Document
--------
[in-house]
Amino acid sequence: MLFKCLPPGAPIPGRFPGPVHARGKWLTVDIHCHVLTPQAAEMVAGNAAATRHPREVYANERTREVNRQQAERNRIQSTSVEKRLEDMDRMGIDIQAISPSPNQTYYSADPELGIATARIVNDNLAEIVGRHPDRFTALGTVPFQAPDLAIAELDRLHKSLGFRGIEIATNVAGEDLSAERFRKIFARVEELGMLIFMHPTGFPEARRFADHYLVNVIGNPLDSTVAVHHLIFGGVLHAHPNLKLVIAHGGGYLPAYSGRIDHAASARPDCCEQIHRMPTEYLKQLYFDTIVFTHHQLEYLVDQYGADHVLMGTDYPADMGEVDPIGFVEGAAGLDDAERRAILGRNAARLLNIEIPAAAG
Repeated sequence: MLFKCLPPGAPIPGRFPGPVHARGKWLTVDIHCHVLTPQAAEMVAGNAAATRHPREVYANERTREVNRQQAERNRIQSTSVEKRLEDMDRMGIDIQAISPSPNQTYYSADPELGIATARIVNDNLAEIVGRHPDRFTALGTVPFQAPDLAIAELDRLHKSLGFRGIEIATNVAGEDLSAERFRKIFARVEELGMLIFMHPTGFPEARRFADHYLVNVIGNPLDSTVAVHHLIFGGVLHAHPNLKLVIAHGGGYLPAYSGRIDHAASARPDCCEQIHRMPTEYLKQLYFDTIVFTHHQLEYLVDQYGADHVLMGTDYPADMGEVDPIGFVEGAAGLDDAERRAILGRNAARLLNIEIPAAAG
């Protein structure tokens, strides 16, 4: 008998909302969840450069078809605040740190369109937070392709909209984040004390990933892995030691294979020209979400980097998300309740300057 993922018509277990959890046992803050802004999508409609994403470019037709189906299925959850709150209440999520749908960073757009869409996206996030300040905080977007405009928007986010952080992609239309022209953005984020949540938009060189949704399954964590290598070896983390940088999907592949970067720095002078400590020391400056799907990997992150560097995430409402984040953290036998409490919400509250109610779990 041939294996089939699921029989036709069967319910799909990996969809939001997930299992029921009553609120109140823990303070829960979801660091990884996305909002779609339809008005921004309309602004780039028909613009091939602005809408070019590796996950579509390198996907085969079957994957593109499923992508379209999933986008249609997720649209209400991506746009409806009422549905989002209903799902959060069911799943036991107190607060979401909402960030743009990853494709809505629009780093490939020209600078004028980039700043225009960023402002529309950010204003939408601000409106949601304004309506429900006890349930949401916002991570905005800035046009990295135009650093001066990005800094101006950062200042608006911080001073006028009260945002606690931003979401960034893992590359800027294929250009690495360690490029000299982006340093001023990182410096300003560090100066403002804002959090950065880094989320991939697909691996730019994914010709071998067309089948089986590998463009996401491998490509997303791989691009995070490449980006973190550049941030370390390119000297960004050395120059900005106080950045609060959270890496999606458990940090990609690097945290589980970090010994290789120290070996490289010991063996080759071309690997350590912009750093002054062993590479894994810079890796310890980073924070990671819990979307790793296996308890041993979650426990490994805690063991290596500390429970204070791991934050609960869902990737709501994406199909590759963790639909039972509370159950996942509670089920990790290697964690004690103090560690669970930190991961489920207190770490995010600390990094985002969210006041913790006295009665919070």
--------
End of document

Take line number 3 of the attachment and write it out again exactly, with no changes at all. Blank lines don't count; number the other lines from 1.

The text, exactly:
Repeated sequence: MLFKCLPPGAPIPGRFPGPVHARGKWLTVDIHCHVLTPQAAEMVAGNAAATRHPREVYANERTREVNRQQAERNRIQSTSVEKRLEDMDRMGIDIQAISPSPNQTYYSADPELGIATARIVNDNLAEIVGRHPDRFTALGTVPFQAPDLAIAELDRLHKSLGFRGIEIATNVAGEDLSAERFRKIFARVEELGMLIFMHPTGFPEARRFADHYLVNVIGNPLDSTVAVHHLIFGGVLHAHPNLKLVIAHGGGYLPAYSGRIDHAASARPDCCEQIHRMPTEYLKQLYFDTIVFTHHQLEYLVDQYGADHVLMGTDYPADMGEVDPIGFVEGAAGLDDAERRAILGRNAARLLNIEIPAAAG